Characterization of TG2 and TG1–TG2 double knock-out mouse epidermis
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Transglutaminases (TGs) are a family of enzymes that catalyse the formation of isopeptide bonds between the γ-carboxamide groups of glutamine residues and the ε-amino groups of lysine residues leading to cross-linking reactions among proteins. Four members, TG1, TG2, TG3, and TG5, of the nine mammalian enzymes are expressed in the skin. TG1, TG3 and TG5 crosslinking properties are fundamental for cornified envelope assembly. In contrast, the role of TG2 in keratinization has never been studied at biochemical level in vivo. In this study, taking advantage of the TG2 knock-out (KO) and TG1 heterozygous mice, we generated and characterized the epidermis of TG1–TG2 double knock-out (DKO) mice. We performed morphological analysis of the epidermis and evaluation of the expression of differentiation markers. In addition, we performed analysis of the amino acid composition from isolated corneocytes. We found a significant change in amino acid composition in TG1KO cornified cell envelopes (CEs) while TG2KO amino acid composition was similar to wild-type CEs. Our results confirm a key role of TG1 in skin differentiation and CE assembly and demonstrate that TG2 is not essential for CE assembly and skin formation.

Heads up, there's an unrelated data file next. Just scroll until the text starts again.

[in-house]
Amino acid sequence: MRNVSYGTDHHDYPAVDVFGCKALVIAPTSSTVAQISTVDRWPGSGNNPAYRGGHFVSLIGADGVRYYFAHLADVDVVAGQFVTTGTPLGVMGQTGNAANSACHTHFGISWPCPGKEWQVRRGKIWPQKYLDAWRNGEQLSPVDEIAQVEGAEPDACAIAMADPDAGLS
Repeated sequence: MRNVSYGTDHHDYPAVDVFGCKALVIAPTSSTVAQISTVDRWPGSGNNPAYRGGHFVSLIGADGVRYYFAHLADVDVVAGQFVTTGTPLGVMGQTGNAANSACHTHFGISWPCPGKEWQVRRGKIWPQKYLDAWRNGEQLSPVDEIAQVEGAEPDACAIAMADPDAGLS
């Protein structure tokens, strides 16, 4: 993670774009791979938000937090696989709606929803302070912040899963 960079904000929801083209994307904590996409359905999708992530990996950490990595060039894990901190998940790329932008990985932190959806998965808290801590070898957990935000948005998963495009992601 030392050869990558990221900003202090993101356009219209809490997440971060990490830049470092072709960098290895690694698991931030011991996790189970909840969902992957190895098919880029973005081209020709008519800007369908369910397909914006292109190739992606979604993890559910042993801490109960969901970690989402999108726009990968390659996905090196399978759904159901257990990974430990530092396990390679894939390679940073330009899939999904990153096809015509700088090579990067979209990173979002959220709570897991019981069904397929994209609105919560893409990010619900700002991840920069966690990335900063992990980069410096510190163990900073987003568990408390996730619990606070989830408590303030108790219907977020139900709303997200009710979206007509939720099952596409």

KeywordsKeratinocyte differentiation Cornified cell envelope Transglutaminase
Double knock-out mouse
Cornified cell envelope
This work was mainly supported by “Ricerca Corrente RC-1” Italian Ministry of Health to AT, and partially supported by the Medical Research Council (MRC), “Fondazione Roma” NCD Grant to GM and EC.
Compliance with ethical standards
Conflict of interest
The authors declare that they have no conflict of interest.
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